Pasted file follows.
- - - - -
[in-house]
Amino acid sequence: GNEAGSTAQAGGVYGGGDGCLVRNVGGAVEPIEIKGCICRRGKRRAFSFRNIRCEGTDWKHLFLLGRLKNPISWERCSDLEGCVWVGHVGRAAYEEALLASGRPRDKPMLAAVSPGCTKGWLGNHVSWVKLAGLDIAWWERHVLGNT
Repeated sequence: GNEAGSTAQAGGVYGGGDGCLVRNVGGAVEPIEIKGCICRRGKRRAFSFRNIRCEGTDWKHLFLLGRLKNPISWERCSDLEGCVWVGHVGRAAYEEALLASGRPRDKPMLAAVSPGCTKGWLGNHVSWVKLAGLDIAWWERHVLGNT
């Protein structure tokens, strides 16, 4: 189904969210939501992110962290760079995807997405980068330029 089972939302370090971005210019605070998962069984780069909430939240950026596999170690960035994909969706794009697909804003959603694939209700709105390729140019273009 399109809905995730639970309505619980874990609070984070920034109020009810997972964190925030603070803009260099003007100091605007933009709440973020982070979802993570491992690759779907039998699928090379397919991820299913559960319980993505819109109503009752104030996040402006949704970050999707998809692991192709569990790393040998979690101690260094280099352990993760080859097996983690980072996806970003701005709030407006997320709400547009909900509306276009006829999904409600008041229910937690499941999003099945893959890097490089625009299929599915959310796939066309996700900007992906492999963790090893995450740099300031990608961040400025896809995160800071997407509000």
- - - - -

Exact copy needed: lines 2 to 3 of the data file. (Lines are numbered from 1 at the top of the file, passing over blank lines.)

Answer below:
Amino acid sequence: GNEAGSTAQAGGVYGGGDGCLVRNVGGAVEPIEIKGCICRRGKRRAFSFRNIRCEGTDWKHLFLLGRLKNPISWERCSDLEGCVWVGHVGRAAYEEALLASGRPRDKPMLAAVSPGCTKGWLGNHVSWVKLAGLDIAWWERHVLGNT
Repeated sequence: GNEAGSTAQAGGVYGGGDGCLVRNVGGAVEPIEIKGCICRRGKRRAFSFRNIRCEGTDWKHLFLLGRLKNPISWERCSDLEGCVWVGHVGRAAYEEALLASGRPRDKPMLAAVSPGCTKGWLGNHVSWVKLAGLDIAWWERHVLGNT